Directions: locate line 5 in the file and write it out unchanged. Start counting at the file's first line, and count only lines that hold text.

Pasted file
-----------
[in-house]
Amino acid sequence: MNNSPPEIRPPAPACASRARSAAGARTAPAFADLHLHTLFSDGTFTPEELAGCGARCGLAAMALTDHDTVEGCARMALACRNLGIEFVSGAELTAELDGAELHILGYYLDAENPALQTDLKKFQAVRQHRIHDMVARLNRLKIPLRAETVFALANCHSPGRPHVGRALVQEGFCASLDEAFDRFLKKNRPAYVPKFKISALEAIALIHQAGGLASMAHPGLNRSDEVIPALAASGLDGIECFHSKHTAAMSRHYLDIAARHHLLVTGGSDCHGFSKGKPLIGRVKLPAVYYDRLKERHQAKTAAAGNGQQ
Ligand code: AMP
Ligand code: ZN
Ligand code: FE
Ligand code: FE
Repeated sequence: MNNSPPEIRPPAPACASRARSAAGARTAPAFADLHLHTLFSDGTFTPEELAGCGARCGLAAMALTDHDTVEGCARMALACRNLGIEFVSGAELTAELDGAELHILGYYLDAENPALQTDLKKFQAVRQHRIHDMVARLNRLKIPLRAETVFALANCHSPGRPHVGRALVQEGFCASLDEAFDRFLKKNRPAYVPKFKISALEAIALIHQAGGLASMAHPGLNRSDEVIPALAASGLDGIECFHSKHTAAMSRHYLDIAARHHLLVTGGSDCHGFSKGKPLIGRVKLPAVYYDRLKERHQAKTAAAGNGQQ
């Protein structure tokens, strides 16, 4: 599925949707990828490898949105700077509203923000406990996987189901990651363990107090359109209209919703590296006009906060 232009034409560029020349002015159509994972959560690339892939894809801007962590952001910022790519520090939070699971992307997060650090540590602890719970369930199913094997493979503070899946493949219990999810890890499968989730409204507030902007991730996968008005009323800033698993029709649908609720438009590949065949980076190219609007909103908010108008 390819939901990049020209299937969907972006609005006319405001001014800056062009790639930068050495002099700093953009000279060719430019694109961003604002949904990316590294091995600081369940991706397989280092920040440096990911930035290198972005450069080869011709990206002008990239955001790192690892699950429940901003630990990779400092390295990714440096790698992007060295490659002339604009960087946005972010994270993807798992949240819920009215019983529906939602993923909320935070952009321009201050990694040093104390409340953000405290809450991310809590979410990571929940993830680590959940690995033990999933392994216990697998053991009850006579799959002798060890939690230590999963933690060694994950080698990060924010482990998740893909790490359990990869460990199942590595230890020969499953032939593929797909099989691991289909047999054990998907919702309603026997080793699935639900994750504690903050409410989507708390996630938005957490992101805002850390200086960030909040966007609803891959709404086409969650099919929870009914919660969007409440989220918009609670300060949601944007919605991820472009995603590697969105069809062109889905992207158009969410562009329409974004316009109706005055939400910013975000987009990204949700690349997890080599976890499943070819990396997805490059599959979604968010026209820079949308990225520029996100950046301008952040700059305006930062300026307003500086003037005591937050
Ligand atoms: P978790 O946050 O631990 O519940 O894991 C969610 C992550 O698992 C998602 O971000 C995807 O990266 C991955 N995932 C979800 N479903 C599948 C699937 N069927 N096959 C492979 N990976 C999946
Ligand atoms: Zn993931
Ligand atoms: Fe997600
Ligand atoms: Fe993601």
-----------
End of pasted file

Ligand code: FE